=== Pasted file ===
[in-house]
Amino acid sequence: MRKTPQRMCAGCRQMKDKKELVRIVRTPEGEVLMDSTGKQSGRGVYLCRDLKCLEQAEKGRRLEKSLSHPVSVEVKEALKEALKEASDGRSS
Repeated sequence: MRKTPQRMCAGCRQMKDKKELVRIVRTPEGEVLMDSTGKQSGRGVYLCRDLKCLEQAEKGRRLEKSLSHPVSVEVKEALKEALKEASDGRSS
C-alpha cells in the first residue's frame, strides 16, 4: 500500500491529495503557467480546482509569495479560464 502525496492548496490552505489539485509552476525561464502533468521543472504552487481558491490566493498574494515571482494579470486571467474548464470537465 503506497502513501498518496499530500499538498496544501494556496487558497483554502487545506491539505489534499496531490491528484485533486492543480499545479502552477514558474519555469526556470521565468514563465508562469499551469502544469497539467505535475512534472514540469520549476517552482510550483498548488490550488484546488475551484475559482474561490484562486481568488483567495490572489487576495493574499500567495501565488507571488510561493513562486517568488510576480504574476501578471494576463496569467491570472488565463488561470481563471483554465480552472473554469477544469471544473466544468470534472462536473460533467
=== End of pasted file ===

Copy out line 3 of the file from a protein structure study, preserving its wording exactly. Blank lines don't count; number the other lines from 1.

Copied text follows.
Repeated sequence: MRKTPQRMCAGCRQMKDKKELVRIVRTPEGEVLMDSTGKQSGRGVYLCRDLKCLEQAEKGRRLEKSLSHPVSVEVKEALKEALKEASDGRSS